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Closet Powerboater
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Discussion Starter · #1 ·
I confess. I don't get it. I don't see why nearly every cruising boat has a dodger. What exactly do they do? My first boat had one, which was the most amazing abomination of car windows, plywood, driftwood and 2x4s which an engineer friend affectionately called "the shed". A master woodworker came to admire my boat and after asking politely if I had built the dodger myself, (to which I said no) he spat out that it was an "abortion!".

Anyway, I digress. I sailed a few voyages with "the shed" and then ripped it off. I've sailed on boats with dodgers and without. I can't really see the point. If it's windy and rainy, you're going to get wet unless you have the right clothes. It's all about the foul weather gear. Even going to windward, you usually sand far enough behind the dodger that you still get full wind and rain on you. They provide a horribly distorted window to try and see though.

So, what am I missing. I mean, "everybody's doing it" so it must be good right?

MedSailor
 

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I dunno. I haven't really sailed at all in bad conditions. It seems like a lot of windage to me, though.
 

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old guy :)
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We would not be without one. Come sail for a week with us up the coast of Maine - the Grand Manan channel can get pretty cold and wet - also a nice place to duck behind when the waves come over the bow.


Rik and Linda
Mystery
Irwin Citation 34
trip blog at: Mystery - the Trip Home
 

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Unpaid Intern
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Two things:

- Companionway hatch stays open while it's raining or it's wet on deck. Much nicer down below keeping air flowing, underway or at anchor

- Even underway in the rain, and even if you have to hand-steer instead of using an autopilot, the crew who isn't steering gets a much-needed break from the wind and rain tucked under the dodger.

For these two reasons, the dodger is worth its weight in gold. I wouldn't have a boat without one. I've been in conditions many times where the dodger paid for itself over and over simply by keeping me dry or warm or both.

Of course, this is just me, and that's why everyone can set up their boat however works best for them.
-J
 

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Where we are in VA, the dodger adds several months (to year round sailing) for me and the Mrs. Dry and warmer is always better than wet and cold.

PLus as Josh says, you can leave the companionway open, which we do when aboard, without too much risk of washing her down.

But it is your boat, and how you use it and set it up, depends on what works for you.

dave
 

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Crealock 37
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With my limited experience I didn't think much of a dodger....until I spent 4 days motoring right into 20-30 knots and 8-10 footers crossing the Gulf of Alaska. Several hours spent huddling behind the dodger. <G>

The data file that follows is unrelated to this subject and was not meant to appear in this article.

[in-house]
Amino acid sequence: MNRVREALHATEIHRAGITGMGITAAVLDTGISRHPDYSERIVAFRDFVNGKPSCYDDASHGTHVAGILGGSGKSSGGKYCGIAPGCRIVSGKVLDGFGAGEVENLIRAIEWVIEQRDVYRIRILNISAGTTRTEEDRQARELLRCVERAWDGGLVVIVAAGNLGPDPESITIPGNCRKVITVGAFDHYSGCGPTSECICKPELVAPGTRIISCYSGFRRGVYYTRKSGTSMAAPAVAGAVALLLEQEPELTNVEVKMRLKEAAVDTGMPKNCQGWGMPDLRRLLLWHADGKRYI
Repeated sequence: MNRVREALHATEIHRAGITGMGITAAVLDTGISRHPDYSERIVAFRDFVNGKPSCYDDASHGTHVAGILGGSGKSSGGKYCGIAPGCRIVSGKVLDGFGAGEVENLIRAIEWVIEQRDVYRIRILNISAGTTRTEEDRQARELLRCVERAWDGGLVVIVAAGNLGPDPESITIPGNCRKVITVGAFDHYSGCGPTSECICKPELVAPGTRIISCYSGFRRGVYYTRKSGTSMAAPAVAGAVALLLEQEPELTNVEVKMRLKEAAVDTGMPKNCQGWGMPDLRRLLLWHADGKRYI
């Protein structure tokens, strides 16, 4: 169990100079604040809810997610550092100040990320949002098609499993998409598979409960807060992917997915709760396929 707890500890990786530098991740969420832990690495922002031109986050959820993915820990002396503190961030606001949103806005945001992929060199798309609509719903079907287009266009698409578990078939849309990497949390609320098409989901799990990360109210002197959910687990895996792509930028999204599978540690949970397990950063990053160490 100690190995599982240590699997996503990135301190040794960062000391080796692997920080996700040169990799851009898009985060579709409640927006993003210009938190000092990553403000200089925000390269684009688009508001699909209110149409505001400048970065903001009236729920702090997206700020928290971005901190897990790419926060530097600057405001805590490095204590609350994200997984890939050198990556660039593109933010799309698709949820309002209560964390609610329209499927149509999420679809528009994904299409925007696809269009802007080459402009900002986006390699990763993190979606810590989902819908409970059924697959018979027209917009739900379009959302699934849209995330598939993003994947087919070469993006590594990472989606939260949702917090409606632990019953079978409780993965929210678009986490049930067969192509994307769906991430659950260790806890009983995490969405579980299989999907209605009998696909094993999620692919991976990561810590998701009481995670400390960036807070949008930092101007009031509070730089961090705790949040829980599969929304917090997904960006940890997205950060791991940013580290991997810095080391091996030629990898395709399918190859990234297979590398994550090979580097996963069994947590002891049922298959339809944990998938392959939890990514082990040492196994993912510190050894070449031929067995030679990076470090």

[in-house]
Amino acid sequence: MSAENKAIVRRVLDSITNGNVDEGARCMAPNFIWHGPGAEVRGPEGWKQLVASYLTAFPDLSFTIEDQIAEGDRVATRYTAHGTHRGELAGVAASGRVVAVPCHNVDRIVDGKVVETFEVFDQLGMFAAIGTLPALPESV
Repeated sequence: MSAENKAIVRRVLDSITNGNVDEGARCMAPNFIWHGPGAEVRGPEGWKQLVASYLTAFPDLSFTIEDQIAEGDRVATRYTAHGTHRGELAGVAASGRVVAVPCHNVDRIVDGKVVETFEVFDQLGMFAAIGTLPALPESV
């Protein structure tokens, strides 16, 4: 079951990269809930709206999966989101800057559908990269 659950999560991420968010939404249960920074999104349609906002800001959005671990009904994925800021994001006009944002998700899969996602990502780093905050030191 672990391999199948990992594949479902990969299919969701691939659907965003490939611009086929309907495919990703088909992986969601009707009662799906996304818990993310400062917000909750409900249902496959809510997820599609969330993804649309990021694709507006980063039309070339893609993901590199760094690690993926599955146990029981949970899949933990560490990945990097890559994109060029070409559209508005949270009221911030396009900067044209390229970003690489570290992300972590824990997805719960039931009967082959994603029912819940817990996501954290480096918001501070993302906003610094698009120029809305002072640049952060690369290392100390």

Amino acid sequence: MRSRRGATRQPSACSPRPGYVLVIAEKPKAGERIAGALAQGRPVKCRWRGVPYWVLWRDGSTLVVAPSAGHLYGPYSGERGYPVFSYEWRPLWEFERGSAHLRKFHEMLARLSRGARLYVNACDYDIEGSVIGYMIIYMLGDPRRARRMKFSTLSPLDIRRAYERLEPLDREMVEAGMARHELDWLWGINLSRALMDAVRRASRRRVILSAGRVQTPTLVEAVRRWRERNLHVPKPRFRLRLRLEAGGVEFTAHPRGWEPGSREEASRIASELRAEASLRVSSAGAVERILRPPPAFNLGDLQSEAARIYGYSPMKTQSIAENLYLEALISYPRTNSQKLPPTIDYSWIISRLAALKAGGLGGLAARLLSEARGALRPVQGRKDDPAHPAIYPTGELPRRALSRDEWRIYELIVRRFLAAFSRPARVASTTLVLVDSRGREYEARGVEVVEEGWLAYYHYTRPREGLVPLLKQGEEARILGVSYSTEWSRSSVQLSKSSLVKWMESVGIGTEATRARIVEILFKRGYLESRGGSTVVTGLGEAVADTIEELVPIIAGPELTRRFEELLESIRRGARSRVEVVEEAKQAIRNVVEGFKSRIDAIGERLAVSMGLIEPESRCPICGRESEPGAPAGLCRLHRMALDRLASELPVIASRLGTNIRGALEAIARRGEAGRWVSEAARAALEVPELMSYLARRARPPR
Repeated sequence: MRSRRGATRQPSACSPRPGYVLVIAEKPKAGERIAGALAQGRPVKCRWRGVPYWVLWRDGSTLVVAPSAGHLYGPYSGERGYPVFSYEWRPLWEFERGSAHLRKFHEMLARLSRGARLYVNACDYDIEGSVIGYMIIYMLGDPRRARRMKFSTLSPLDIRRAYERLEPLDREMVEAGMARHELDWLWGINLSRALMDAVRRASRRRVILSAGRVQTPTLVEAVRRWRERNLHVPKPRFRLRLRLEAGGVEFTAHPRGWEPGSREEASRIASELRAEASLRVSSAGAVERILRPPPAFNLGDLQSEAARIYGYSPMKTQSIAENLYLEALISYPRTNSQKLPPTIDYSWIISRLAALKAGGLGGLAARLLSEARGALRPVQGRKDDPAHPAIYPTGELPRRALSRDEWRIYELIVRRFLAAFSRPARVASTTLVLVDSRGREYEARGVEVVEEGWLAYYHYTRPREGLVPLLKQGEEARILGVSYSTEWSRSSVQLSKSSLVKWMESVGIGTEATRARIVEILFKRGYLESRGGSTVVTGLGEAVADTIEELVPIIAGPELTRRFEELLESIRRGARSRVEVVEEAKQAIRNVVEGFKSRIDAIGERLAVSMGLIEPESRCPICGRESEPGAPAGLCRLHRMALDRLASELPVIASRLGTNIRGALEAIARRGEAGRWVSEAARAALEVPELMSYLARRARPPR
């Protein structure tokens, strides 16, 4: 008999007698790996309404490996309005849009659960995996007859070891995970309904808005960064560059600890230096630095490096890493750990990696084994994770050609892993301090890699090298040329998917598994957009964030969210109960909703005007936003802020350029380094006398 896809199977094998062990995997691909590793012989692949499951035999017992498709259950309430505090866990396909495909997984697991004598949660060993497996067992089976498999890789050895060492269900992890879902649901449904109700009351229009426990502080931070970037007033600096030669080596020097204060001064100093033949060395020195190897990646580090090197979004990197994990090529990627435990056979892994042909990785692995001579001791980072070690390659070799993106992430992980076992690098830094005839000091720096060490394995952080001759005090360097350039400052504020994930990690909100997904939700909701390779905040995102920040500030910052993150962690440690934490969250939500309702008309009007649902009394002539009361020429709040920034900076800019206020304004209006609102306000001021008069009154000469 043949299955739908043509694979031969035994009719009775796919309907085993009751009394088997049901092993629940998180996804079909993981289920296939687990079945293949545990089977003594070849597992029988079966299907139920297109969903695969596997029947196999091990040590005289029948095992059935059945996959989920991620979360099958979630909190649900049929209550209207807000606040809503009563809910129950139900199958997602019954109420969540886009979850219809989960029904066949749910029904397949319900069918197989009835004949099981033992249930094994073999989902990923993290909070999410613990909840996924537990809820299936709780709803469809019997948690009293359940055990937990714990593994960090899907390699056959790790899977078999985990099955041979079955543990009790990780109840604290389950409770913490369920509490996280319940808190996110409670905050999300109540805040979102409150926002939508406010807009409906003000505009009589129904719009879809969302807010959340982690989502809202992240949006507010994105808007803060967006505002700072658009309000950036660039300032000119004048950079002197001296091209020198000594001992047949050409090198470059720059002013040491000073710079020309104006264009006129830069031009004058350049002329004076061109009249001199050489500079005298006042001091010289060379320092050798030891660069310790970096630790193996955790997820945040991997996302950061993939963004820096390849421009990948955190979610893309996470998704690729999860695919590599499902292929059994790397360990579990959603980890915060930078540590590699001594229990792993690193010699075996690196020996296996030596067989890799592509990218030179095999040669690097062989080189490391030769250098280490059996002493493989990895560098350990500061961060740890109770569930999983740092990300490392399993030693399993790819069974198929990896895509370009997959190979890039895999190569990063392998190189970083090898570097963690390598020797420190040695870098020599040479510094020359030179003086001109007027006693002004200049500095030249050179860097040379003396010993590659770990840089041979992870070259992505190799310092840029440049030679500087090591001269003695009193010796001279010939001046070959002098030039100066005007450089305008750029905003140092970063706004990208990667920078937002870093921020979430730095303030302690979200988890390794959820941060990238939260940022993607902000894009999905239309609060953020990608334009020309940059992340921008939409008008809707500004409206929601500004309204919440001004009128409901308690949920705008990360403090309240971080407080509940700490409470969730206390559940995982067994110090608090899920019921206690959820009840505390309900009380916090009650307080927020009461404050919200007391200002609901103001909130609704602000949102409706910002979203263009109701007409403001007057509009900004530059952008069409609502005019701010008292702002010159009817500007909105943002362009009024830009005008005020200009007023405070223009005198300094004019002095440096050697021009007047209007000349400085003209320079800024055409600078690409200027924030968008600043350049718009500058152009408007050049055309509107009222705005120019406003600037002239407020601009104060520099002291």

On my boat I put it down as much as the Wx allows.
 

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Telstar 28
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I'm with Rik and Joz... dodgers are very good...and in New England, they definitely extend your sailing season.
 

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I've always considered them very usefull, mine in fact has been in use every day since I bought the boat five years ago and it's extremely handy.

It's laying accross the rafters in the garage and I keep the basket balls, volley balls, and kick balls in it.

Ken.
 

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Closet Powerboater
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Discussion Starter · #10 ·
I'm with Rik and Joz... dodgers are very good...and in New England, they definitely extend your sailing season.
So how exactly does it do that? Keeping the companionway open I can see. But keeping the helmsman, winchman, or anyone dry I can't. Most dodgers I see don't extend much past the coachroof so unless you're standing right up against it, leaning forward, AND going to windward, it won't help much. I can see that if you're on a passage and sailing under autopilot/windvane you could sit in the companionway and look out the dodger, but under coastal sailing I haven't been able to use them to stay all that dry. User error perhaps?

MedSailor
 

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We wouldn't be without one either, for all the reasons previously mentioned. The biggest factor for us is reducing crew exposure. Getting forward into the wind/sea break formed by the dodger makes a world of difference in comfort. The watch can put the boat on autopilot and stay in shelter with a good view and easy access to the radio, plotter, etc. We ran without an autopilot for a number of years, and not having that option dramatically reduced the amount of time someone could safely stand a watch.